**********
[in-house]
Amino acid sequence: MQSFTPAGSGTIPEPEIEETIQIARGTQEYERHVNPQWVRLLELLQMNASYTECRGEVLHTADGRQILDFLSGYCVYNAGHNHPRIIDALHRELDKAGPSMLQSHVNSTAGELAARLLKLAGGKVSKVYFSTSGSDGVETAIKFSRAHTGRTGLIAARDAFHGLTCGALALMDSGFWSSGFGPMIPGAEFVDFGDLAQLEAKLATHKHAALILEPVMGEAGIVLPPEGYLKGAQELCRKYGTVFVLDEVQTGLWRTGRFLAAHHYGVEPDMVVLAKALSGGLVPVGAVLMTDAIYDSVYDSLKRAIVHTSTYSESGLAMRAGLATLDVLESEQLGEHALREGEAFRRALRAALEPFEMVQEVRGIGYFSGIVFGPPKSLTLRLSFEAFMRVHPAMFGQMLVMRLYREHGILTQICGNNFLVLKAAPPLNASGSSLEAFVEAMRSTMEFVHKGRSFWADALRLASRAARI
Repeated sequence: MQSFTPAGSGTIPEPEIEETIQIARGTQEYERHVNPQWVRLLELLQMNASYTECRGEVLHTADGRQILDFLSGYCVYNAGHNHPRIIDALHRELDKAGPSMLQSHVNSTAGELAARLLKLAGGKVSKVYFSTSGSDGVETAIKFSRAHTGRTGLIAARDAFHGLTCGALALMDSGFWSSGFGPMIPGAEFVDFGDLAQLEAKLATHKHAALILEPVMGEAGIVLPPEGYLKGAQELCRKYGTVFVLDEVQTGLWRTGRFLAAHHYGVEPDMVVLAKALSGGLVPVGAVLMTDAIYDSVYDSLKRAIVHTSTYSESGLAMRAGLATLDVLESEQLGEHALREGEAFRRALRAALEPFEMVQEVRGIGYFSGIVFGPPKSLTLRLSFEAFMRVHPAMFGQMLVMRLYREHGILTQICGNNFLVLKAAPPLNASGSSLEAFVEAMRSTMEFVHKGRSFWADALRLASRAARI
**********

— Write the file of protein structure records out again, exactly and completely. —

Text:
[in-house]
Amino acid sequence: MQSFTPAGSGTIPEPEIEETIQIARGTQEYERHVNPQWVRLLELLQMNASYTECRGEVLHTADGRQILDFLSGYCVYNAGHNHPRIIDALHRELDKAGPSMLQSHVNSTAGELAARLLKLAGGKVSKVYFSTSGSDGVETAIKFSRAHTGRTGLIAARDAFHGLTCGALALMDSGFWSSGFGPMIPGAEFVDFGDLAQLEAKLATHKHAALILEPVMGEAGIVLPPEGYLKGAQELCRKYGTVFVLDEVQTGLWRTGRFLAAHHYGVEPDMVVLAKALSGGLVPVGAVLMTDAIYDSVYDSLKRAIVHTSTYSESGLAMRAGLATLDVLESEQLGEHALREGEAFRRALRAALEPFEMVQEVRGIGYFSGIVFGPPKSLTLRLSFEAFMRVHPAMFGQMLVMRLYREHGILTQICGNNFLVLKAAPPLNASGSSLEAFVEAMRSTMEFVHKGRSFWADALRLASRAARI
Repeated sequence: MQSFTPAGSGTIPEPEIEETIQIARGTQEYERHVNPQWVRLLELLQMNASYTECRGEVLHTADGRQILDFLSGYCVYNAGHNHPRIIDALHRELDKAGPSMLQSHVNSTAGELAARLLKLAGGKVSKVYFSTSGSDGVETAIKFSRAHTGRTGLIAARDAFHGLTCGALALMDSGFWSSGFGPMIPGAEFVDFGDLAQLEAKLATHKHAALILEPVMGEAGIVLPPEGYLKGAQELCRKYGTVFVLDEVQTGLWRTGRFLAAHHYGVEPDMVVLAKALSGGLVPVGAVLMTDAIYDSVYDSLKRAIVHTSTYSESGLAMRAGLATLDVLESEQLGEHALREGEAFRRALRAALEPFEMVQEVRGIGYFSGIVFGPPKSLTLRLSFEAFMRVHPAMFGQMLVMRLYREHGILTQICGNNFLVLKAAPPLNASGSSLEAFVEAMRSTMEFVHKGRSFWADALRLASRAARI